Table 3 summarizes the results of model selection. The null model with two factors (Model 1, one factor for each parent) was not valid by any criteria. Model 2 followed the methodology proposed by Arrindell et al,21that is, containing three factors for each parent, with a cross-loading of OF4_9/OM4_9 on emotional warmth and overprotection. This model fit the data well except that loadings for OF7_17/OM7_17 and OF4_9/OM4_9 on overprotection were low (<0.2). Model 3 was an improvement over Model 2, where the low loading items and path of OF4_9/OM4_9 on overprotection were removed. This improvement was evidenced by a slight increase in CFI and TLI. The good fit of Model 3 meant that the number of factors in the father and mother forms were the same. Model 4 was a further improvement over Model 3, where constraints on the factor loadings for the father and mother were equal, and the fit was acceptable. The fit of Model 4 was similar to Model 3 (ΔCFI =0.006). The equality of factor loadings in the father and mother forms denoted that the children perceived the parenting styles of their fathers and mothers in the same way. Model 5 was a further refinement of Model 4, where equal factor correlations were allowed between the mother and father with a minor reduction in CFI. In Model 6, for the aforementioned reason, the error variance of items was constrained to be equal and the model was still acceptable with ΔCFI =0.001. The equal error variance between father and mother indicates that the reliability of the two forms is similar. Although Model 6 included the fewest number of parameters, it showed only a small change in CFI, and thus was chosen as the final model. Fitting the model to the second half of the data set gave an acceptable fit – RMSEA (90% confidence interval) of 0.44 (0.041–0.048), SRMR of 0.074, Tucker–Lewis index of 0.940, and CFI of 0.942.
A path diagram of Model 6 with equality constraints on factor loadings, factor correlation, and error variance is shown in Figure 2. All factor loadings were acceptable (being above 0.30).29 A high factor loading of an item on a given construct indicates convergent validity of that item, implying it is a good measure for the construct. Four of seven items on rejection and five of seven items on emotional warmth had factor loadings greater than 0.5. However, factor loadings on all eight items of overprotection were between 0.34 and 0.50. Therefore, items on rejection and emotional warmth showed stronger evidence on convergent validity compared to those on overprotection.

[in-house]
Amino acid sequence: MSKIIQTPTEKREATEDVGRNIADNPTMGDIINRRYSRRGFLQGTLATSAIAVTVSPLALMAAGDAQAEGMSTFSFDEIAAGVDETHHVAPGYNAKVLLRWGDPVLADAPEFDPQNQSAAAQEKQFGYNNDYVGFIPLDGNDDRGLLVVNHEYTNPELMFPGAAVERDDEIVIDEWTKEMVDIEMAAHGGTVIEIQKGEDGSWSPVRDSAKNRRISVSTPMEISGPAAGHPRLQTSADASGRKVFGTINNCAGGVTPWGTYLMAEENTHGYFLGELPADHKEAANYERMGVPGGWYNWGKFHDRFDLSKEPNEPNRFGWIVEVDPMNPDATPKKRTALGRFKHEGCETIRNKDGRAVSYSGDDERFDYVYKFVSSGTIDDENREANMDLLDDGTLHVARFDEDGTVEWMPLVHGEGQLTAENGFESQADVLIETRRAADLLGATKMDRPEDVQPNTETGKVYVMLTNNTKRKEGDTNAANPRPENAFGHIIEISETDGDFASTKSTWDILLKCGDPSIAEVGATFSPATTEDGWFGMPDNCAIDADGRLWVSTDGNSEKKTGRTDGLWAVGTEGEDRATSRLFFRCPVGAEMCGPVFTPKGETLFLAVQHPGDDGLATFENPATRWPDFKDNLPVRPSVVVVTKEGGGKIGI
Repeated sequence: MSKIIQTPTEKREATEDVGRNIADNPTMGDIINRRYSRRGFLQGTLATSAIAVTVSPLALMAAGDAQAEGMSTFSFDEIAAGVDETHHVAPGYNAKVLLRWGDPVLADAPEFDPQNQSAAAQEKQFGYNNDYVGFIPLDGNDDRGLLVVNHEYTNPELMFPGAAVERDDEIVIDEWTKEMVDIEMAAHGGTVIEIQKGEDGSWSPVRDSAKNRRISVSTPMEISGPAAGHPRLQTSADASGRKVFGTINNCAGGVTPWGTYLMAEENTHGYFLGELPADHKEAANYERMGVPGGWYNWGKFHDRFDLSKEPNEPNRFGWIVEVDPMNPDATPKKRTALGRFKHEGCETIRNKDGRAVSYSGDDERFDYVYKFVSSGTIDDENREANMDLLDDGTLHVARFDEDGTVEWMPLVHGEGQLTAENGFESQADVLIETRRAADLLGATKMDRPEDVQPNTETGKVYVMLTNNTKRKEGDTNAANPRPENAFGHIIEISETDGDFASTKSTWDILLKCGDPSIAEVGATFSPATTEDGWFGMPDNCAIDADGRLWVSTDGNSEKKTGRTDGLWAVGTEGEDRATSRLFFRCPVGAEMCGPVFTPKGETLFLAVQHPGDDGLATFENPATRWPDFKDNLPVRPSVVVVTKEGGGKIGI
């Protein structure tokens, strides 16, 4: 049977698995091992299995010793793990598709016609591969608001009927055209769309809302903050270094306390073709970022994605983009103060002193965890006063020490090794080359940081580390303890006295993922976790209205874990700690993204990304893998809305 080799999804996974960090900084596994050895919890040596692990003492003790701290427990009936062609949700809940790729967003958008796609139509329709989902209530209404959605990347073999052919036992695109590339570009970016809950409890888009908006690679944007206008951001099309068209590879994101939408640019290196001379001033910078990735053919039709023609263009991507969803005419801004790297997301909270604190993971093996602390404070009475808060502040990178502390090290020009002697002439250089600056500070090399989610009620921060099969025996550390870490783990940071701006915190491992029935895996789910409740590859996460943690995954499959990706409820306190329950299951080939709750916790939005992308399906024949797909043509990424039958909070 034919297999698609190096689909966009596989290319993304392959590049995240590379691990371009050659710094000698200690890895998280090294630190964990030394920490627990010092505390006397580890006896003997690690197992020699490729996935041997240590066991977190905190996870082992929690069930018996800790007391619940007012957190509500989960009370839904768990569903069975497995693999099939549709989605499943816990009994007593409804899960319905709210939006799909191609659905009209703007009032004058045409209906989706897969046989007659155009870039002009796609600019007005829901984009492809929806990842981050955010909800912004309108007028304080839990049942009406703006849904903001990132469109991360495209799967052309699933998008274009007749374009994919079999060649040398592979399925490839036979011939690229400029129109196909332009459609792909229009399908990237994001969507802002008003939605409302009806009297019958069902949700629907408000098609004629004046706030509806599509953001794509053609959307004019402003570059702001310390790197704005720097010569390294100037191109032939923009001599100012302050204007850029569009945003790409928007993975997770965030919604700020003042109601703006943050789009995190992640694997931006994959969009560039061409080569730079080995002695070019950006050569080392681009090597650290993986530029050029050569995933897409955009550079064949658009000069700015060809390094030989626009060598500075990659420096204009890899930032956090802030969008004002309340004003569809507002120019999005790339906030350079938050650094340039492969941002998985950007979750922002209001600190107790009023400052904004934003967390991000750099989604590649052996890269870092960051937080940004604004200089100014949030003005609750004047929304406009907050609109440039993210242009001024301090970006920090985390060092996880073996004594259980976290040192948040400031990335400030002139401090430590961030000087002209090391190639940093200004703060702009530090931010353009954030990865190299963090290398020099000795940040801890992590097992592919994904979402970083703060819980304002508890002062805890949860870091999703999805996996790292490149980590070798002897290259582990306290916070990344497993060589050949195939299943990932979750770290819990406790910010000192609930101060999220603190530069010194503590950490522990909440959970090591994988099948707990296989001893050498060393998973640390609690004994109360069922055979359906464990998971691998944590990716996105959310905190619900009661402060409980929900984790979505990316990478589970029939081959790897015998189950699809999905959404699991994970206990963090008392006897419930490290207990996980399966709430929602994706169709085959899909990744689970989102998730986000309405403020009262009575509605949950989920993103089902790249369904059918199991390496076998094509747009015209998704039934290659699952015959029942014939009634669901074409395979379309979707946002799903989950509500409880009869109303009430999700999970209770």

The correlations among three types of parenting styles in father and mother ranged from -0.37 to 0.56 (Figure 2), implying that each style was distinct. Rejection was negatively correlated with emotional warmth, while overprotection was positively correlated with both rejection and emotional warmth.
Reliability of the s-EMBU scale
The Cronbach’s alpha coefficients for each subscale of parenting style are presented in Table 4. The Cronbach’s alpha coefficients ranged from 0.62 to 0.82.
Our sample included Tibetan adolescents with a slightly higher proportion of females. A model with six factors, three for each parent, that is, equality constrained on factor loadings, factor correlations, and error variance between the father and mother forms, was found to be the most efficient one. The level of consistency was acceptable. Except for one item which needed to be removed and another item that needed to be transferred across to another domain, CFA suggested that the three factors underlying the scales are valid. The parenting styles of Tibetan fathers and mothers were highly correlated.
In this study, Tibetan children perceived the parenting styles of their fathers and mothers in the same way. The high correlation between the same factors in the father and mother models also indicated that their parenting styles were similar. The correlation in parenting style of the father and mother found in this population may reflect that marital conflict was not common. The consistent parenting style prevents confusion in the children, and thus is beneficial to them.32
Since rearing behavior is culturally dependent on activities,11 some items which were a good measure in the Western culture might not be suitable in a Tibetan context. The CFA in this study revealed that items OF7_17 and OM7_17 (I was allowed to go where I liked without my parents caring too much) had low loadings. This may indicate that this item is not suitable for the Tibetan children. However, the culturally specific reason for this is not clear. Furthermore, items OF4_9 and OM4_9 (My parents tried to spur me to become the best), originally designed to measure overprotection, was found to be a measure of emotional warmth in this study. This finding is consistent with those from studies in Australia, Venezuela, and Guatemala.19,21 Our finding in Tibetan children is understandable since parental control, especially on learning in school, may be perceived as an expression of care or concern and being acceptable by Asian children.33 Thus, transfer of this item from the overprotection subscale to the emotional warmth subscale needs to be considered.
The reliability of all subscales in this study was acceptable. However, since the reliability of overprotection in the father form was rather low, further studies are needed to confirm this.
Strengths and limitations
The sample size of current study was big enough to yield a stable solution in CFA and confirm it. The homogenous culture of the study sample ensured the homogeneity of the study sample.
Since nonrandom sampling was employed, generalization of the results is limited. Convergent and discriminant validity was not tested thoroughly in relation to other scales.
Conclusion and implications
The revised Tibetan version of the s-EMBU could be used in the future for both research and clinical patients.
We thank Mr Edward McNeil for helping edit the final manuscript. This study is part of the first author’s thesis to fulfill the requirements for a PhD degree in Epidemiology at Prince of Songkla University.